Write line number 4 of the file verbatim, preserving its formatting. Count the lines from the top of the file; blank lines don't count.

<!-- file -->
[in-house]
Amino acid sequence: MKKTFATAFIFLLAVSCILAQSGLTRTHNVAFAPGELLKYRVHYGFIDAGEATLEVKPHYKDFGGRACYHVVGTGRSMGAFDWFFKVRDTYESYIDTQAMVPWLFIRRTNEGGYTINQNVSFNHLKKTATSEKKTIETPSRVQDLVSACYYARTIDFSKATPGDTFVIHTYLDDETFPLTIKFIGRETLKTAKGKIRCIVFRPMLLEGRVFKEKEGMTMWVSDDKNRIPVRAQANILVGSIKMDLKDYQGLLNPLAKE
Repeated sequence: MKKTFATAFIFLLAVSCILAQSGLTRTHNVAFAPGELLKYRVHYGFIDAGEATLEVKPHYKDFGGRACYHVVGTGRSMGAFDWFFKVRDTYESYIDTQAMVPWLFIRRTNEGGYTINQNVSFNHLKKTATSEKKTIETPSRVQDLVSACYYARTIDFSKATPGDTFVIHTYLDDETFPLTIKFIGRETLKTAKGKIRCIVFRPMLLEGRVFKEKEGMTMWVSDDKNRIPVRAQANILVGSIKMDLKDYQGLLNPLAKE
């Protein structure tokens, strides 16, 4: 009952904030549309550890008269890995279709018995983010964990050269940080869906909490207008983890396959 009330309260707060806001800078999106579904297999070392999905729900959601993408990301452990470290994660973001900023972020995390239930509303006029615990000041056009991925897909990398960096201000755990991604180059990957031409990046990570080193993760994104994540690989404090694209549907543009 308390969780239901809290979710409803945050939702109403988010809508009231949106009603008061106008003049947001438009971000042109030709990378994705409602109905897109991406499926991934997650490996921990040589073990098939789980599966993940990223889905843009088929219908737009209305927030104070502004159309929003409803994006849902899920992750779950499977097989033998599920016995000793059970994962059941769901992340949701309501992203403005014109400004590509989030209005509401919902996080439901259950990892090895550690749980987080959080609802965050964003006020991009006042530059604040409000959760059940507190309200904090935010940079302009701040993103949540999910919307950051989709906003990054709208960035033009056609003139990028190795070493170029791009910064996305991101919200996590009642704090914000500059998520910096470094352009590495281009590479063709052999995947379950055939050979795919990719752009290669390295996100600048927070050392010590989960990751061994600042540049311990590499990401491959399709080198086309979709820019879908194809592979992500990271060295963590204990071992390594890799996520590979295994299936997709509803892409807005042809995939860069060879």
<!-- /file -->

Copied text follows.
């Protein structure tokens, strides 16, 4: 009952904030549309550890008269890995279709018995983010964990050269940080869906909490207008983890396959 009330309260707060806001800078999106579904297999070392999905729900959601993408990301452990470290994660973001900023972020995390239930509303006029615990000041056009991925897909990398960096201000755990991604180059990957031409990046990570080193993760994104994540690989404090694209549907543009 308390969780239901809290979710409803945050939702109403988010809508009231949106009603008061106008003049947001438009971000042109030709990378994705409602109905897109991406499926991934997650490996921990040589073990098939789980599966993940990223889905843009088929219908737009209305927030104070502004159309929003409803994006849902899920992750779950499977097989033998599920016995000793059970994962059941769901992340949701309501992203403005014109400004590509989030209005509401919902996080439901259950990892090895550690749980987080959080609802965050964003006020991009006042530059604040409000959760059940507190309200904090935010940079302009701040993103949540999910919307950051989709906003990054709208960035033009056609003139990028190795070493170029791009910064996305991101919200996590009642704090914000500059998520910096470094352009590495281009590479063709052999995947379950055939050979795919990719752009290669390295996100600048927070050392010590989960990751061994600042540049311990590499990401491959399709080198086309979709820019879908194809592979992500990271060295963590204990071992390594890799996520590979295994299936997709509803892409807005042809995939860069060879």